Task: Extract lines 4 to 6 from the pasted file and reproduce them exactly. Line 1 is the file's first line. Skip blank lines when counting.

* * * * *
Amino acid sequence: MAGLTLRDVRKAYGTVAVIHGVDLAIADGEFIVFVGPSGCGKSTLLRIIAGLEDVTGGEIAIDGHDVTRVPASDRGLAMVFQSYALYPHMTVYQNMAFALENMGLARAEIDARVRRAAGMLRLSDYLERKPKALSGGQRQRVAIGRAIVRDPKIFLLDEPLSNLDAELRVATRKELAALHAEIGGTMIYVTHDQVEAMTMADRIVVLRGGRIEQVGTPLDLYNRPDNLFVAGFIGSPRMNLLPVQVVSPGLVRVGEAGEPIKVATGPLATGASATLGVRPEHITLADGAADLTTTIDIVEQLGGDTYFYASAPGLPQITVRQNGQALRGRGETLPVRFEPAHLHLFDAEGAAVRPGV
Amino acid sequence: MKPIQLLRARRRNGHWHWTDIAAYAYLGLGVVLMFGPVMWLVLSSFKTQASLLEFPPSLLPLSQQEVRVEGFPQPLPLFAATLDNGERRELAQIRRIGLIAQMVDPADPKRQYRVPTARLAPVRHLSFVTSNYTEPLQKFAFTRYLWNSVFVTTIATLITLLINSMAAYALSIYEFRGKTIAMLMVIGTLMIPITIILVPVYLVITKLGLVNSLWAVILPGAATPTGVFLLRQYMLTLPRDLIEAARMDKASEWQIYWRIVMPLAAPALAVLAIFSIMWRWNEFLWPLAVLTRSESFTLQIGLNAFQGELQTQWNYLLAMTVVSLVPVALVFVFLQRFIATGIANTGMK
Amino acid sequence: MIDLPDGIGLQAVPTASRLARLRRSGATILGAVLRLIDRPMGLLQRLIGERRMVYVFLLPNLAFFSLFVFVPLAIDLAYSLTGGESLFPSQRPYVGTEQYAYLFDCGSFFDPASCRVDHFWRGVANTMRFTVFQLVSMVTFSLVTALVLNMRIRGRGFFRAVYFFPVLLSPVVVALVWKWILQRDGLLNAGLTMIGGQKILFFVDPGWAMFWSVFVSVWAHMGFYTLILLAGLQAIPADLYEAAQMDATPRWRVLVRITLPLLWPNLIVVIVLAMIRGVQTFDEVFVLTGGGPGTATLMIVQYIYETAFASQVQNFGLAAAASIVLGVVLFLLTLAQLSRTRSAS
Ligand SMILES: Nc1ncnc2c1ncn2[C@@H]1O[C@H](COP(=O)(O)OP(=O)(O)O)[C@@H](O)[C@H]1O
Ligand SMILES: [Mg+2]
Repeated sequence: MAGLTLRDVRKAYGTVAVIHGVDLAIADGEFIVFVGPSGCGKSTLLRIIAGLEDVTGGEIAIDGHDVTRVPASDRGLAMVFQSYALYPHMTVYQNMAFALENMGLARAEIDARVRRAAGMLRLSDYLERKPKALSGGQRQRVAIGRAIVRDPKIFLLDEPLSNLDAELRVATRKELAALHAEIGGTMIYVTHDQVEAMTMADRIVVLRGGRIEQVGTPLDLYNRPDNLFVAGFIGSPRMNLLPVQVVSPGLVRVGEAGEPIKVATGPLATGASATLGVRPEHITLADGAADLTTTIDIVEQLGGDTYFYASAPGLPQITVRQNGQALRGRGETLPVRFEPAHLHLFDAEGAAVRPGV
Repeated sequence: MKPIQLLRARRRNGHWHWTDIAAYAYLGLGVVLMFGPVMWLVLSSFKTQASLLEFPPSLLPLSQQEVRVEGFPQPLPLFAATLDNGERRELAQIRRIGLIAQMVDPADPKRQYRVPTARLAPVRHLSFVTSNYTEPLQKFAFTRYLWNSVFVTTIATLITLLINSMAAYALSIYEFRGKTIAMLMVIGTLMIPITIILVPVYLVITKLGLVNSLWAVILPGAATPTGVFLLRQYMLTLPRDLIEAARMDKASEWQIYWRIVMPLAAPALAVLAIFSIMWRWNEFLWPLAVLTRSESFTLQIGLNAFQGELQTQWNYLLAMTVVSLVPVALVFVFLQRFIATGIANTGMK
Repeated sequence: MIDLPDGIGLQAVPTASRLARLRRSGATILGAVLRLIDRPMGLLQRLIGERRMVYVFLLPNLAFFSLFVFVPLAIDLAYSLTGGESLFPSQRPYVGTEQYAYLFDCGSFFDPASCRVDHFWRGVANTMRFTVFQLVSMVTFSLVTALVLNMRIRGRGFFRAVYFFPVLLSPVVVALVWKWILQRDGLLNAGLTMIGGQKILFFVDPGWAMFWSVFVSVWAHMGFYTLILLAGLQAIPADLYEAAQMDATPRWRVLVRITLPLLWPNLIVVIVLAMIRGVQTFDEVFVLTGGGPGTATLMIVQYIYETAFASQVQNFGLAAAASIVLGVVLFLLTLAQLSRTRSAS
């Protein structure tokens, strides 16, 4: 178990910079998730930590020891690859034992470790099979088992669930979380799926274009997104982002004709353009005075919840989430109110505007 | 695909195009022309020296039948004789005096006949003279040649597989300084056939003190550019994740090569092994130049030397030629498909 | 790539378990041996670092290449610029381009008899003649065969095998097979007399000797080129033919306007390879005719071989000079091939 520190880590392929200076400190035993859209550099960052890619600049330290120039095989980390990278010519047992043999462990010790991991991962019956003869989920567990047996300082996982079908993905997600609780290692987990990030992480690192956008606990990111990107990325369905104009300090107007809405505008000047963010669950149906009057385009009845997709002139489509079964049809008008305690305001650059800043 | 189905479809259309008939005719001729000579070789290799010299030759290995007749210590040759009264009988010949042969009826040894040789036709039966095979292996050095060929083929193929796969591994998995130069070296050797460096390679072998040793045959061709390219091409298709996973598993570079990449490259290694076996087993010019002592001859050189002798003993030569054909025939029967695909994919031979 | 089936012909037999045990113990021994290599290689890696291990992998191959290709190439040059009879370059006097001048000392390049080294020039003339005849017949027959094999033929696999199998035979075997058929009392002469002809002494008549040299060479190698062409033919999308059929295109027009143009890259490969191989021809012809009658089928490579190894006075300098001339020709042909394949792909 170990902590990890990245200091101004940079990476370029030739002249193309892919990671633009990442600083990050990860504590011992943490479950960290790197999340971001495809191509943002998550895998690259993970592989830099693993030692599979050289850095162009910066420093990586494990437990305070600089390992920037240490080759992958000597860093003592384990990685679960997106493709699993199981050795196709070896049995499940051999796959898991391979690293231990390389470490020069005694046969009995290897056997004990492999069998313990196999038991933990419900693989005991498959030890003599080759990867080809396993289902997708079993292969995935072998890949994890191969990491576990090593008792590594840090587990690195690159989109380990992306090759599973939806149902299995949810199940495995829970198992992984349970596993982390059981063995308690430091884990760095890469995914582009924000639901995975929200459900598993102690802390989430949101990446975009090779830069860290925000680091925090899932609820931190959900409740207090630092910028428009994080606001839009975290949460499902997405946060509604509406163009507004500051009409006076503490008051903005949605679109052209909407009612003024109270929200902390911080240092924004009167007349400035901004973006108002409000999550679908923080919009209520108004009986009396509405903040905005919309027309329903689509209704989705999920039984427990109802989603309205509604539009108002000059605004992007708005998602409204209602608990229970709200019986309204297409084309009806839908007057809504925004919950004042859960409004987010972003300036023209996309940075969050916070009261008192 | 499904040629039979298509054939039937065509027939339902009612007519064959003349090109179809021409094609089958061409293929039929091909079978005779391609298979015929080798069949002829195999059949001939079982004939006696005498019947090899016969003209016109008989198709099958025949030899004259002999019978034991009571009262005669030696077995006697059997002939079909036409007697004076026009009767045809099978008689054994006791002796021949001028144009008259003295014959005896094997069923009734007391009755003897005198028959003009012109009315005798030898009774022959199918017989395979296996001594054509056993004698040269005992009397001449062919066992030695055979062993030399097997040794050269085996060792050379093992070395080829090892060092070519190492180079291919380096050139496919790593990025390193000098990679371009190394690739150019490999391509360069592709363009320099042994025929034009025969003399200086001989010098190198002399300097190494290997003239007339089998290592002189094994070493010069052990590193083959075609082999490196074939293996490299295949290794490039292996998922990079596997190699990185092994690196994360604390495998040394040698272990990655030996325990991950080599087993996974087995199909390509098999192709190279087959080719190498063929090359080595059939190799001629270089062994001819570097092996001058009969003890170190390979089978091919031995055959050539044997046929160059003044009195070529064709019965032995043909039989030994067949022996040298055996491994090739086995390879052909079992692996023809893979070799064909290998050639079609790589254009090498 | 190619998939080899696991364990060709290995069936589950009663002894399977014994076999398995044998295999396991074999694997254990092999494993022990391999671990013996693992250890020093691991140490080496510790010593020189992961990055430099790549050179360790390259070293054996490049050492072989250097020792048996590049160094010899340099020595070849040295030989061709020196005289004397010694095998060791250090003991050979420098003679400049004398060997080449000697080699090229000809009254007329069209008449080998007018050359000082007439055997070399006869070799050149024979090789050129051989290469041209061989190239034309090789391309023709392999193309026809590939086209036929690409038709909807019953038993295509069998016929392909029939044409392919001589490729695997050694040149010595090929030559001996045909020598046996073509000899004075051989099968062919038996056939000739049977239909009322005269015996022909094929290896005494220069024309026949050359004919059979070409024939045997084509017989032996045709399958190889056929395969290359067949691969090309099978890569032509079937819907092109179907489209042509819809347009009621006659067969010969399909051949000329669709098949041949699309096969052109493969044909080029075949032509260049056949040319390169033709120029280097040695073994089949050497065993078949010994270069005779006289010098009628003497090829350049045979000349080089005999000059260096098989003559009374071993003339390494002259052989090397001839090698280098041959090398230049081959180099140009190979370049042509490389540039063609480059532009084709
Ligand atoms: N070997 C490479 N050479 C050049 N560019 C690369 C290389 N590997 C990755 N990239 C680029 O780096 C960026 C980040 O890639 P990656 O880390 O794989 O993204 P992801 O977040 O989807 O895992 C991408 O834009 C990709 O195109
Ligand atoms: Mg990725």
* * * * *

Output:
Ligand SMILES: Nc1ncnc2c1ncn2[C@@H]1O[C@H](COP(=O)(O)OP(=O)(O)O)[C@@H](O)[C@H]1O
Ligand SMILES: [Mg+2]
Repeated sequence: MAGLTLRDVRKAYGTVAVIHGVDLAIADGEFIVFVGPSGCGKSTLLRIIAGLEDVTGGEIAIDGHDVTRVPASDRGLAMVFQSYALYPHMTVYQNMAFALENMGLARAEIDARVRRAAGMLRLSDYLERKPKALSGGQRQRVAIGRAIVRDPKIFLLDEPLSNLDAELRVATRKELAALHAEIGGTMIYVTHDQVEAMTMADRIVVLRGGRIEQVGTPLDLYNRPDNLFVAGFIGSPRMNLLPVQVVSPGLVRVGEAGEPIKVATGPLATGASATLGVRPEHITLADGAADLTTTIDIVEQLGGDTYFYASAPGLPQITVRQNGQALRGRGETLPVRFEPAHLHLFDAEGAAVRPGV